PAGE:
A limited liability (“LLP”) is almost the same thing as a general partnership (“GP” — which I wrote about a while back). The primary difference between a LLP and a GP is that the LLP has a broad limitation of liability for partners in a registered LLP. Under Missouri Statutory Section 358.150, partners generally enjoy limited liability in tort and contract for liabilities of the business. There is, though, one very important exception to this broad blanket of protection: a LLP partner will still be liable for his or her own negligence, wrongful acts, omissions, misconduct or malpractice under 358.150(3). While there are other statutory exceptions, this is the primary one to keep in mind.
Aside from the grants of limited liability, a distinct feature about the LLP are the procedural formalities that must be observed. As discussed, GPs do not need to file with the secretary of state to be a GP. Instead, all that is required to be recognized as a GP is that two or more persons carry on a business for profit. Among other things, there are three main formalities: 1) the LLP must be formed under an agreement governed by Missouri law; 2) must register with the Secretary of State formally; and 3) the name of the business must include the appropriate designation “L.L.P., LLP, etc.).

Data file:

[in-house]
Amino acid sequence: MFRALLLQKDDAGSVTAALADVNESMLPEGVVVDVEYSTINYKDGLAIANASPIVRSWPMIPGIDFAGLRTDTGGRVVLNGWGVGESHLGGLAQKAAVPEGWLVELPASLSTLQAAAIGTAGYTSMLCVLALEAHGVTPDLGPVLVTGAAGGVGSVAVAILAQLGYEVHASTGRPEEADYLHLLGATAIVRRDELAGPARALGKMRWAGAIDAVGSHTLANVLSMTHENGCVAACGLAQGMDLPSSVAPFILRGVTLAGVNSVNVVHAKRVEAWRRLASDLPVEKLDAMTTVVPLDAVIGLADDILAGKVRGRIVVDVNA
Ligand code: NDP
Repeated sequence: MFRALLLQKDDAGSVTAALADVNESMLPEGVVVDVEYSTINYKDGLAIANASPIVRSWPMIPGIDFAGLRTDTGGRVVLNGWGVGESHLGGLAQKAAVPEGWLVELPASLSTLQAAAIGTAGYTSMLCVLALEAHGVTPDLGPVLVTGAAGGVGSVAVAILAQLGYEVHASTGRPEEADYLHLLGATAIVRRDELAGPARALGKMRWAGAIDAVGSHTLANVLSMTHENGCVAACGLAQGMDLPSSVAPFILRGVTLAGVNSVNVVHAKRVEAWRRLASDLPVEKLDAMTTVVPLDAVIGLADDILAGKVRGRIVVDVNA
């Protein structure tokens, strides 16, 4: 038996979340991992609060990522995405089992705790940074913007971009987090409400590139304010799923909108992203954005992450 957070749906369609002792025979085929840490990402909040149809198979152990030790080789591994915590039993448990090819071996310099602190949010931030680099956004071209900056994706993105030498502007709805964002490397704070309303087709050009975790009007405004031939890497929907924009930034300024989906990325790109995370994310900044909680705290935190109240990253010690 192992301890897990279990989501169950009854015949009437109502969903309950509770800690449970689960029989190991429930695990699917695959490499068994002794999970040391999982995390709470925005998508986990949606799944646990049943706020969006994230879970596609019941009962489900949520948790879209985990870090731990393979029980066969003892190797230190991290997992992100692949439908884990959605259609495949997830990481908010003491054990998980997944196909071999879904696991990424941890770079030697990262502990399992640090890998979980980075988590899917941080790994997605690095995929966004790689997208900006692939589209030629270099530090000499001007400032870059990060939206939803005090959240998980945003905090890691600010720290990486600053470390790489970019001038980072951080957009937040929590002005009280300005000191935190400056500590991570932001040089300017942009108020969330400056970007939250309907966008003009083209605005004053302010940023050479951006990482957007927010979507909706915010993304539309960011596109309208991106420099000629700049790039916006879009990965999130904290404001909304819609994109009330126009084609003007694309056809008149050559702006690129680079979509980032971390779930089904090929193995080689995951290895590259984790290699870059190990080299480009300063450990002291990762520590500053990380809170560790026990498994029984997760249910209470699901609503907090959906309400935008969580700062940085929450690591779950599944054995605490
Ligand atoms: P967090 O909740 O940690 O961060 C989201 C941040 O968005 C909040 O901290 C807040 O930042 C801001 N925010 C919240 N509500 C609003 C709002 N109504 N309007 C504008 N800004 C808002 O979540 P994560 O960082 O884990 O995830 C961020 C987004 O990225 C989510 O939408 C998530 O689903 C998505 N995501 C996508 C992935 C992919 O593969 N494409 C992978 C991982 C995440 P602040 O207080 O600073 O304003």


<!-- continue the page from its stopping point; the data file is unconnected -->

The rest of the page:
And, lastly, as with all business considerations, one should consider the tax consequences with a LLP. Generally, a LLP is treated as a GP for tax purposes, wherein its profits/losses/income pass through the business entity and to its partners (rather than being taxed at the business level, and then again at the partner level)
As for other thinks such as partnership property, funds, etc., the partnership agreement generally governs. If the agreement is written poorly or leaves provisions out, then the default statutory provisions will be plugged in.